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After graduating from high school, Aiguo Dai applied to the math department at China's Nanjing University.
"They didn't want me, so they put me in the meteorology department instead," Aiguo says. "But I think it turned out very well for me."
Today, Aiguo is a climate scientist at NCAR. "As a scientist, I get to do work that I really enjoy," he says. "The most interesting thing is that you can always learn something you didn't know yesterday."
Aiguo focuses on how climate change is affecting Earth's water cycle. As average temperatures rise around the globe, the warmth triggers changes to precipitation, humidity, streamflow, and other water-related variables. Aiguo uses observational data and climate models to study the relationship between rising temperatures and these aspects of the hydrological cycle.
One of his current projects involves analyzing changes in continental discharge (the flow of water from Earth's land masses into the ocean) over the past 50 years. Preliminary results show an upward trend in water discharged into the Arctic Ocean, but no significant increase globally.
"This is in contrast to some earlier studies that show discharge has been increasing as part of an intensified hydrological cycle under global warming," Aiguo says.
The reason for the new findings, he explains, could be that while global warming is causing an increase in precipitation over high latitudes, precipitation has not been increasing over a large part of the subtropics and middle latitudes. The upward trend in discharge in the Arctic may be due to melting permafrost rather than precipitation.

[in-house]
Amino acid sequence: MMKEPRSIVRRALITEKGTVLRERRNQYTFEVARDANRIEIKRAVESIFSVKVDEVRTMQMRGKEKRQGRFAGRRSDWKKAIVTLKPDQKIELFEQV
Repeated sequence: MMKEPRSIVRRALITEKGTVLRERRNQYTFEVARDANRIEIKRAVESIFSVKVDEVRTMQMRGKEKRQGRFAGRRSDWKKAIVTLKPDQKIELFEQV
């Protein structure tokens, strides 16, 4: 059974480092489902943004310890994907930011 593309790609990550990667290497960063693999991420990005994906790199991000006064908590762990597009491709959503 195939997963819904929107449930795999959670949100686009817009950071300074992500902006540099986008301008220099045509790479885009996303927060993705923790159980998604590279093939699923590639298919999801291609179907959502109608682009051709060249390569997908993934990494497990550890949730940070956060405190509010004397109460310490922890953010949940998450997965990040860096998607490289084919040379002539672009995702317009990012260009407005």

His precipitation research extends to the condition that results when there isn't enough of it—drought. In 2004, Aiguo published a study showing that the percentage of Earth's land area stricken by serious drought more than doubled from the 1970s to the early 2000s, with rising global temperatures likely a major factor. Widespread drying occurred over much of Europe and Asia, Canada, western and southern Africa, and eastern Australia.
Now, Aiguo is following this research up by using model-simulated climate changes from the Intergovernmental Panel on Climate Change (IPCC) as the basis to create drought scenarios for the 21st century.
"We want to extend historical analysis into the future to show how drought areas will evolve, and which parts of continents will get more severe droughts," he says.
Aiguo's favorite things about his job are the freedom to follow his interests in tackling different scientific problems and the opportunity to prove or disprove his ideas. "I'm always curious," he says. "I can write code, process data, and see if my idea turns out as I expected—that's the most exciting thing. And when I want to move to new ideas and problems, I can do that."
It can be frustrating, however, when the ideal data or tools necessary to attack a problem aren't available. For example, historical streamflow data is scarce for many rivers in Africa that Aiguo includes in his global analyses. A French research agency maintains a Web site with daily plots, but they can't be downloaded in the form that Aiguo needs. As a result, he must print the plots and then manually reconstruct the data. Since there are hundreds of plots, this is quite time consuming.